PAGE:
Valencia: pros and cons (well, sort of)
This is not a classic 5 pros and 5 cons of living here because I generally love it and don’t really feel like trying to come up with bad stuff just for the sake of balance. I’m not here as a tourist, but it’s not like I’ve lived here for years either; I’ve been in Valencia for a month and a half as an Erasmus intern, and I’ve got a month left. I’ve also travelled here many times before, including for Fallas, because there’s a guy here whom I like to see every now and then. So, let’s get into it.
Pros first, of course
- The people. This can probably be said for Spanish people in general, it’s just that I don’t know anyone who isn’t from the Valencian Community. They are just…nice. They are open, funny, loud, and no matter how bad their English or your Spanish is, you’ll be able to communicate somehow, and they’ll encourage your attempts to speak Spanish, however feeble they might be.
- The way of life. Siesta, late dinners, spontaneous drinks, and the fact that they always find time for relaxing and don’t feel bad about it. We all need more of that.
- The weather. Yes, it can get too hot in the summer, but in general it’s pretty great. It doesn’t rain often, it doesn’t snow, the sky is almost never miserably grey, and the wind feels good, especially in the summer heat, and isn’t annoying at all. There’s no real winter; if you come here in February, it feels like spring does in Slovenia, where I come from.
- The sea. That’s a personal one; I just happen to feel like coastal cities are far superior to inland cities and that London is the only exception. The beach in Valencia is nice, sandy, long and good for hanging out. The colour of the sea isn’t crystal clear or anything, but it only takes an hour or two by car and you get to the classical beautiful beaches to the South of Valencia; to places like Gandía and Jávea.
- The size of the city. Valencia has something less than 800 thousand residents, and virtually no houses; everyone lives in blocks. That makes it quite easy to move around as nothing’s very far. You also have lots of transport to choose from: Valenbisi, the tube, buses, the tram.
- Events and cool places. Valencia might not be as big as Barcelona or Madrid, but there’s still plenty going on. Clubs, bars, concerts, cool restaurants, outdoor cinemas, beach bars, festivals. It’s hard to get bored here.
- Fallas. The most famous, most bizarre and crazy event in the city. It’s in March and it involves huge beautiful painted sculptures (that are burned in the end), lots of fireworks (during the day too for whatever reason), a lot of noise, street food and huge crowds of people. It’s a bit insane, it can be overwhelming, but it sure as hell is something to see.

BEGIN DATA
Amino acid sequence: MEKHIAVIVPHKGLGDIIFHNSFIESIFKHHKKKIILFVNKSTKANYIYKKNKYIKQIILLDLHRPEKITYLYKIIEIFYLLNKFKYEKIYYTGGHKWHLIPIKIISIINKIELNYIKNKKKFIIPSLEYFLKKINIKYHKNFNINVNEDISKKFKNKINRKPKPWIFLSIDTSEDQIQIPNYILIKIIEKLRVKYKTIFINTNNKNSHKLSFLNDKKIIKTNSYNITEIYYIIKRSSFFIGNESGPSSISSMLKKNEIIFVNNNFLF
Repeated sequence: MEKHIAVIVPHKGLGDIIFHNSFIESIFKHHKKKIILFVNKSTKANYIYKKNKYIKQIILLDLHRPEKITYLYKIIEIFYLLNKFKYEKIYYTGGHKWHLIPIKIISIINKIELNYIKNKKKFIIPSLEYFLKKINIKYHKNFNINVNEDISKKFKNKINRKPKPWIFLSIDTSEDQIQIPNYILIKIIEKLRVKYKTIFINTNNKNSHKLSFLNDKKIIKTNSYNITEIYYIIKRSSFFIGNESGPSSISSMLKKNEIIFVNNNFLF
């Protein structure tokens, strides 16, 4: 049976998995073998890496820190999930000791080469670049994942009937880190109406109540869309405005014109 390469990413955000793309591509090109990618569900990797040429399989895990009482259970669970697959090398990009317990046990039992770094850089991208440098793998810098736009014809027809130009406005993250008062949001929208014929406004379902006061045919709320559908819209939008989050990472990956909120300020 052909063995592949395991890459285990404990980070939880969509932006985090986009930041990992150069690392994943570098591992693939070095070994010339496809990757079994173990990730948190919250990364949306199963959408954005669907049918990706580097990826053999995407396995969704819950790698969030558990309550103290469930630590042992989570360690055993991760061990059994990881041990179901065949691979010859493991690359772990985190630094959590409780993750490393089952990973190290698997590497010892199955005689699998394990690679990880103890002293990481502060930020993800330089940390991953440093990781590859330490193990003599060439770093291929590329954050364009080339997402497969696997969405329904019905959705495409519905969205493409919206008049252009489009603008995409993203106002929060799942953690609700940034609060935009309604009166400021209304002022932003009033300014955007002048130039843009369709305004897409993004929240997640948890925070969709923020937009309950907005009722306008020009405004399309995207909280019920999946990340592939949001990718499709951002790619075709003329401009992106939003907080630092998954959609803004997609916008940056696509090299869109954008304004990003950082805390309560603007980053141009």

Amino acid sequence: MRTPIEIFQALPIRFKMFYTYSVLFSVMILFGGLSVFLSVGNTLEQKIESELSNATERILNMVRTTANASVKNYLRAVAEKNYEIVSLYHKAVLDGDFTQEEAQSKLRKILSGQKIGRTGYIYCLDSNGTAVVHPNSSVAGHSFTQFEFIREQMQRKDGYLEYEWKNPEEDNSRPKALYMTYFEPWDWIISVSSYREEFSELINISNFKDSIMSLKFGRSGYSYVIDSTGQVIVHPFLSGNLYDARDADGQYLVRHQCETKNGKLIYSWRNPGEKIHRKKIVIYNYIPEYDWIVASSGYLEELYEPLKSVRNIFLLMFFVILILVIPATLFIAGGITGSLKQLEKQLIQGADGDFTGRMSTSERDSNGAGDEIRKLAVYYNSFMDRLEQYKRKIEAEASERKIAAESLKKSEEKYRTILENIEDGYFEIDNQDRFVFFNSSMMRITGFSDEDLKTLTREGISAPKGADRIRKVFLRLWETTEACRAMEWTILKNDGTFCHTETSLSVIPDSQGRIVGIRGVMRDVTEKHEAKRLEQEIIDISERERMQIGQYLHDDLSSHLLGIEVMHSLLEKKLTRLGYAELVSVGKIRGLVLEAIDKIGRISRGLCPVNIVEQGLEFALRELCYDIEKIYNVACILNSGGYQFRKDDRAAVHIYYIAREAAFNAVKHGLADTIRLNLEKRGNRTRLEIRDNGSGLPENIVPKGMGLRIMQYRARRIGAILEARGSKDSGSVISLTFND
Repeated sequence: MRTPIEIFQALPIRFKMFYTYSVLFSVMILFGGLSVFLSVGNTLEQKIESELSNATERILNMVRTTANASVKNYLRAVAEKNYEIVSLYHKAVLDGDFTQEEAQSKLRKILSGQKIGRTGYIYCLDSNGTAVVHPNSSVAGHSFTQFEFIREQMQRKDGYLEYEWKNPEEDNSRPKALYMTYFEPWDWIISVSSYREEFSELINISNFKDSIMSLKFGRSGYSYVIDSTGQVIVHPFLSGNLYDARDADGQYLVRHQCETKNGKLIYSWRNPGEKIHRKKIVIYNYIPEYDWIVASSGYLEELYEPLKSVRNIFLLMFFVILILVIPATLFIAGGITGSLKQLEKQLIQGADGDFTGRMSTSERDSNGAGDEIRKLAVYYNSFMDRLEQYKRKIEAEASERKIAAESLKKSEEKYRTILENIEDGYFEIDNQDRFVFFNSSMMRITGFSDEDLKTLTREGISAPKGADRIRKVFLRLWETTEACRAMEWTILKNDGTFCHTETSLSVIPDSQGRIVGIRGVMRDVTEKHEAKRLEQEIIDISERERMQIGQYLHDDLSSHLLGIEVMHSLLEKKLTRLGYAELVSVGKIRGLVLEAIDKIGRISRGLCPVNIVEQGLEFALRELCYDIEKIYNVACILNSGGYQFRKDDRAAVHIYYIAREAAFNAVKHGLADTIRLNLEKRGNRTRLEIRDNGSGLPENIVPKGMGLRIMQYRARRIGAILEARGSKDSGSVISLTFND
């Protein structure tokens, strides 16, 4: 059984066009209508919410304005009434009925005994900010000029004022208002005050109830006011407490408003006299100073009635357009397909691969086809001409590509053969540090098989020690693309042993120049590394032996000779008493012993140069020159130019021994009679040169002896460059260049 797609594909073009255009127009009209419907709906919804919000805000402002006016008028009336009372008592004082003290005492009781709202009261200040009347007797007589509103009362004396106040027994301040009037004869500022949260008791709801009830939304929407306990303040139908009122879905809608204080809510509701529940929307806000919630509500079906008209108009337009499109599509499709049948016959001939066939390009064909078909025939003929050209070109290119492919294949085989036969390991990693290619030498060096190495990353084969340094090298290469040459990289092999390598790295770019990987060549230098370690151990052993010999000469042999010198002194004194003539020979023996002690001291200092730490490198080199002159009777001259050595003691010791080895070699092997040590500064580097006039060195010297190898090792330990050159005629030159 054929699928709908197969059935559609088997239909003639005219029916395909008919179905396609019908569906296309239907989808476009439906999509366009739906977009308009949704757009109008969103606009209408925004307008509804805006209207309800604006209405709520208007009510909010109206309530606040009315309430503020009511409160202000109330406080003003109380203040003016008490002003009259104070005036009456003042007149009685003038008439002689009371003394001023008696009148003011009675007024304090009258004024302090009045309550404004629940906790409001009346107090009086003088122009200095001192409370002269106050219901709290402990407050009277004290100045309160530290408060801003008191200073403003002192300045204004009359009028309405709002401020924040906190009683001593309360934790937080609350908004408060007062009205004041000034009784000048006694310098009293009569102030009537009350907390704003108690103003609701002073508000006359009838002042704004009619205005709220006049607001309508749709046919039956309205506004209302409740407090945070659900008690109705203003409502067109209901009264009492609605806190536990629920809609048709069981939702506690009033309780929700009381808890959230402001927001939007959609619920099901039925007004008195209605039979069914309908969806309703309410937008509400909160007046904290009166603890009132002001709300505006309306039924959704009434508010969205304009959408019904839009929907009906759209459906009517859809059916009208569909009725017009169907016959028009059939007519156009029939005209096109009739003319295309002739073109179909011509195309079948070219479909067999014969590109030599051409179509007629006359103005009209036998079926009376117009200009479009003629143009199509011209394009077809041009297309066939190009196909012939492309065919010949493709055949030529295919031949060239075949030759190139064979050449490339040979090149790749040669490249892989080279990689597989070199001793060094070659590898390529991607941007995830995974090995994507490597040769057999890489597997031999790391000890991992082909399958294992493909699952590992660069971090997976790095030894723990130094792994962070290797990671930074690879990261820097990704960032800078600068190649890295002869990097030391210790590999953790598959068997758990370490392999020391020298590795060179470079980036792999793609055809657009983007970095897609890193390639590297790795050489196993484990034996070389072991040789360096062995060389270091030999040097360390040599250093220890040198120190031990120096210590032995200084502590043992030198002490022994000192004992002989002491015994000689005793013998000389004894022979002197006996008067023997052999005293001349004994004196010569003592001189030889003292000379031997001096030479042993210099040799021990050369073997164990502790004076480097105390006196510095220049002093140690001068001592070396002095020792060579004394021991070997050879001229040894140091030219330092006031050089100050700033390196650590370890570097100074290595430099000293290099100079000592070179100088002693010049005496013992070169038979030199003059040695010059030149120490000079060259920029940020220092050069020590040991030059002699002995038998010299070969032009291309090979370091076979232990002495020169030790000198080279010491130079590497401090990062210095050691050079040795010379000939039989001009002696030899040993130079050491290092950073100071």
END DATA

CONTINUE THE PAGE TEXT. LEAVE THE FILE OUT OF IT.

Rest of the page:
- Jardín del Turia: what used to be the Turia river is now an enormous park that divides the city; it’s long and wide and it’s also where the Ciudad de las Artes y las Ciencias is situated. It’s a place for walking, doing all kinds of sports and having picnics. Most of all, it’s a place that makes you forget you’re in a city, while it’s at the same time impossible to not remember it.
- Ciudad de las Artes y las Ciencias. There are locals who hate it, but it’s undeniable that it’s really something to see. The combination of white buildings, blue pools and the scorching sun makes it look pleasantly alien.
- The old centre. Cool architecture, a huge Central Market full of fresh fruit and veggies and many pretty bars and restaurants. Slightly touristy, but not really in a bad way.
- Fucking cockroaches. Yes, I’m supposed to be all for animals, but I just can’t. They are huge, and it’s common to meet the bastards on the street at night (or in your kitchen). It’s not like that’s only typical here, but I have never lived in any place as warm for that long before.
- Not moving at all and sweating like a bastard. Sweating in the middle of the night. Sweating. I like warm weather, but some summer days are just too damn hot. Still worth it for the mild winter, though!
- Rare tubes, people being extremely late and just the general slowness of life. Sometimes being forced not to rush is wonderful, but not when you’re in a hurry, and not if you’re a very punctual person.
All in all, I love it. I love it how I’m just a fifteen minute bike/bus/tube ride or a half an hour walk away from the centre or the beach, and how I can go running to the »river« every day if I feel like it (Valencia is a city of runners as it seems, there are many, and it kind of gives you motivation). I love it how there’s always some exotic restaurant I’ve never heard of before, how much people are into meeting and talking and how warm the nights are. I’d just stay and I’m already dreading the cold autumn and winter I’ll be forced to spend in Ljubljana. But once I graduate, who knows, I might come back here, even though London still sort of has my heart and I feel like we’re not done yet. Anyway, I’ll save this baby for another post. Congrats if you got this far and thanks for taking the time!